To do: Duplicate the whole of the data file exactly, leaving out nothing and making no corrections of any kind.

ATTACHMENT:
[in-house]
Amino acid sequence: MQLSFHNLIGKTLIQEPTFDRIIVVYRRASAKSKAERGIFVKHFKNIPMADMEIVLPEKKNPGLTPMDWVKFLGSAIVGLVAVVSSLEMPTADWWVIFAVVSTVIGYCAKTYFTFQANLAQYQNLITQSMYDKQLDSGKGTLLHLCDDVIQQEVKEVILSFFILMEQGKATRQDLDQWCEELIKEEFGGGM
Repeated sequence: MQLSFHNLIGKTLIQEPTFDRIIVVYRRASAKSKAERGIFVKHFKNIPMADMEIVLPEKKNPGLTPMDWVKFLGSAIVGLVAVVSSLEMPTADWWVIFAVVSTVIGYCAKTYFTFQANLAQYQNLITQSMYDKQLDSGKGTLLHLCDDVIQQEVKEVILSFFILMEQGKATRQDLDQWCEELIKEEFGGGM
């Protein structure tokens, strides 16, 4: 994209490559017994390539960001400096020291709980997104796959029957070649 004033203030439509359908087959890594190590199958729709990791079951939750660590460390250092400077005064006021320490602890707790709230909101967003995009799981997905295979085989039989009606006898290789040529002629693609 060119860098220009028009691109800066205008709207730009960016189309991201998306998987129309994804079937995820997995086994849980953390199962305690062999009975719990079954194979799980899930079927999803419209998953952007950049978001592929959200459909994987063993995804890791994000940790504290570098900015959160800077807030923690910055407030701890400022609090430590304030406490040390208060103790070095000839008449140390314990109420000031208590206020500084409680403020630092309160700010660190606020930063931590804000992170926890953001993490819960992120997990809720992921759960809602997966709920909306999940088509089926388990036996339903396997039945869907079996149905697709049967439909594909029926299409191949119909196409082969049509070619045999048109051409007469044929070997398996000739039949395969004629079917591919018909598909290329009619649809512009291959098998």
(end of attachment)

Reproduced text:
[in-house]
Amino acid sequence: MQLSFHNLIGKTLIQEPTFDRIIVVYRRASAKSKAERGIFVKHFKNIPMADMEIVLPEKKNPGLTPMDWVKFLGSAIVGLVAVVSSLEMPTADWWVIFAVVSTVIGYCAKTYFTFQANLAQYQNLITQSMYDKQLDSGKGTLLHLCDDVIQQEVKEVILSFFILMEQGKATRQDLDQWCEELIKEEFGGGM
Repeated sequence: MQLSFHNLIGKTLIQEPTFDRIIVVYRRASAKSKAERGIFVKHFKNIPMADMEIVLPEKKNPGLTPMDWVKFLGSAIVGLVAVVSSLEMPTADWWVIFAVVSTVIGYCAKTYFTFQANLAQYQNLITQSMYDKQLDSGKGTLLHLCDDVIQQEVKEVILSFFILMEQGKATRQDLDQWCEELIKEEFGGGM
């Protein structure tokens, strides 16, 4: 994209490559017994390539960001400096020291709980997104796959029957070649 004033203030439509359908087959890594190590199958729709990791079951939750660590460390250092400077005064006021320490602890707790709230909101967003995009799981997905295979085989039989009606006898290789040529002629693609 060119860098220009028009691109800066205008709207730009960016189309991201998306998987129309994804079937995820997995086994849980953390199962305690062999009975719990079954194979799980899930079927999803419209998953952007950049978001592929959200459909994987063993995804890791994000940790504290570098900015959160800077807030923690910055407030701890400022609090430590304030406490040390208060103790070095000839008449140390314990109420000031208590206020500084409680403020630092309160700010660190606020930063931590804000992170926890953001993490819960992120997990809720992921759960809602997966709920909306999940088509089926388990036996339903396997039945869907079996149905697709049967439909594909029926299409191949119909196409082969049509070619045999048109051409007469044929070997398996000739039949395969004629079917591919018909598909290329009619649809512009291959098998």